not limited to, the locus coeruleus and substantia nigra. The same

weight was assigned to axonal and somatodendritic Lewy pathology, and

the olfactory bulb was included for the first time in a sPD staging

system. After years of research, it now appears that the earliest

lesions could develop at nonnigral (dopamine agonist nonresponsive)

sites, where the surrounding environment is potentially hostile: the

olfactory bulb and, possibly, the ENS. The current lack of knowledge

regarding the development of Lewy pathology within the peripheral

autonomic nervous system, however, means that alternative extra-CNS

sites of origin cannot be disregarded as possible candidates. The PD

staging system not only caused controversy but contributed a framework

for (1) assessing pathology in the spinal cord, ENS, and PNS in

relationship to that evolving in the brain, (2) defining prodromal

disease and cohorts of at-risk individuals, (3) developing potential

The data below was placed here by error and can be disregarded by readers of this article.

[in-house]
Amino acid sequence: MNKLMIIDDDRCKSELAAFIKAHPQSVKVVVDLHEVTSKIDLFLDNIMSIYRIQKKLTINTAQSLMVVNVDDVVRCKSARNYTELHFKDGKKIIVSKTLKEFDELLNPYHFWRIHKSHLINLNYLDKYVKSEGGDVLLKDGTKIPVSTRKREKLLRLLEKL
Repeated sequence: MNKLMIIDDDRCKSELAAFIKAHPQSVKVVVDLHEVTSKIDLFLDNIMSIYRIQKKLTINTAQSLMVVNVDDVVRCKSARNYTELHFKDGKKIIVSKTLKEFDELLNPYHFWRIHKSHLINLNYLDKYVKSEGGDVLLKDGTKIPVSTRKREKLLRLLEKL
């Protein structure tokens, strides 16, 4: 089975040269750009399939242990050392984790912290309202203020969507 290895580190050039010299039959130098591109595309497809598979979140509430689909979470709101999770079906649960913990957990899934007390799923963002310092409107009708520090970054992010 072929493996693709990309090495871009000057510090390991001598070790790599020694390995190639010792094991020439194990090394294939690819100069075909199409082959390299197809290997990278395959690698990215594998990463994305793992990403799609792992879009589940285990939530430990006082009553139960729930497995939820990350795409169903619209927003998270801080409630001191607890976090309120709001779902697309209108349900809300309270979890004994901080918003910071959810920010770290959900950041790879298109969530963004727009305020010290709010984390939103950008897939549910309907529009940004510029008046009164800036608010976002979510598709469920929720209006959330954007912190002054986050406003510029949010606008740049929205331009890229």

prognostic biomarkers for very early disease, (4) testing novel

hypotheses and experimental models of α-synuclein propagation and

disease progression, and (5) finding causally-oriented therapies that

intervene before the substantia nigra becomes involved. The

identification of new disease mechanisms at the molecular and cellular

levels indicates that physical contacts (transsynaptic) and

transneuronal transmission between vulnerable nerve cells are somehow

crucial to the pathogenesis of sPD.

[important correction by Braak and Tredici]

"....Reactions to the six-stage grading model have been essentially

encouraging [36–40], although the following anecdote is illustrative of

the climate in which some of the earlier differences of opinion took

place. In August 2009, we received an email from an American colleague

of a newly published experimental study: “In the discussions with the

authors and editors, it was suggested to take out the references to your

work so that our paper could be published .... I am not sure why your